These are the situations when transporting in your trunk would be EXPLICITLY legal.

    So...let's say that a person without a CPL decides to attend one of the OC meet-ups we have... which is taking place at a public park. The problem is that there is not a LISTED exception for that scenario.

    But wait, it says that the "lawful purpose" list includes these scenarios, not that it is limited to that list.

    Correct, BUT that would be up for a jury to decide, if an overzealous prosecutor wanted to push the issue. Probably wouldn't happen, but you never know.
    Last edited by DrTodd; 02-15-2011 at 08:01 PM.
    Giving up our liberties for safety is the one sure way to let the violent among us win.

    "Though defensive violence will always be a 'sad necessity' in the eyes of men of principle, it would be still more unfortunate if wrongdoers should dominate just men." -Saint Augustine

    Disclaimer I am not a lawyer! Please do not consider anything you read from me to be legal advice.

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    Regular Member eastmeyers's Avatar
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    Welcome

    ETA: Hey this was post 1,000!!! Talk about a good WELCOME!!!
    Last edited by eastmeyers; 02-15-2011 at 10:21 PM.
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    Welcome to OC carry on!

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    Regular Member MarineSgt's Avatar
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    From what I have HEARD, unfortunately I can't remember where, but... If a pistol breaks the plane of the door or window of a car, it is now considered concealed (if it is inside the vehicle). It doesn't matter if your pistol is hanging from your rear-view mirror, it's still considered concealed.
    Someone who can't be trusted to walk free in public with a firearm shouldn't be walking around free.

  14. #14
    Anti-Saldana Freedom Fighter Venator's Avatar
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    Quote Originally Posted by DrTodd View Post
    But wait, it says that the "lawful purpose" list includes these scenarios, not that it is limited to that list.

    Correct, BUT that would be up for a jury to decide, if an overzealous prosecutor wanted to push the issue. Probably wouldn't happen, but you never know.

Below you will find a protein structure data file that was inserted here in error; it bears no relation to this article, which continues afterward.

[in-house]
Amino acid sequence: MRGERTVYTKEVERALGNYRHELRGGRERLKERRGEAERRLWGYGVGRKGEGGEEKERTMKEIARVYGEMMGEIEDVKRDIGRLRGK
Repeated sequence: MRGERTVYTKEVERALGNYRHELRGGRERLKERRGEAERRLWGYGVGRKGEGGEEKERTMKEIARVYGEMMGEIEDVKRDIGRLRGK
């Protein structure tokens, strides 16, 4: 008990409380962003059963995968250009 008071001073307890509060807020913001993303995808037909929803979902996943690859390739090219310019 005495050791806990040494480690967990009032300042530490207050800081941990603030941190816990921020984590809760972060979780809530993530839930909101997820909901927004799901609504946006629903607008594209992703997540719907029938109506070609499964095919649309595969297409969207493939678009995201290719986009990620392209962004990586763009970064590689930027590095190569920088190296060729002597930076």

In fact the law used to, by it's wording, restrict transport to those examples. In Traverse City about 1.5 years ago a guy was charged with illegal transport of a handgun, because the LEO AND prosecutor thought you could only carry to/from those places.

    Goes before the judge who says, I can't find on a law that was changed two years ago...ooops. So it can happen but the issue is much more known now because of the OC increase.
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    Michigan Moderator DrTodd's Avatar
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    Quote Originally Posted by Venator View Post
    In fact the law used to, by it's wording, restrict transport to those examples. In Traverse City about 1.5 years ago a guy was charged with illegal transport of a handgun, because the LEO AND prosecutor thought you could only carry to/from those places.

    Goes before the judge who says, I can't find on a law that was changed two years ago...ooops. So it can happen but the issue is much more known now because of the OC increase.
    Yep, I knew what the law used to say, but did not know about the court case. Reminds me of a Muskegon County prosecutor who tried to argue that a CPL holder could not OC at a hospital. What floors me is these "professionals" can't even read the law.
    If one of us claimed that we had misunderstood the law and were arrested, would they just drop the charges? Furthermore, if did my job with such clear disregard to proper conduct, I would be brought before the tenure commission.
    Giving up our liberties for safety is the one sure way to let the violent among us win.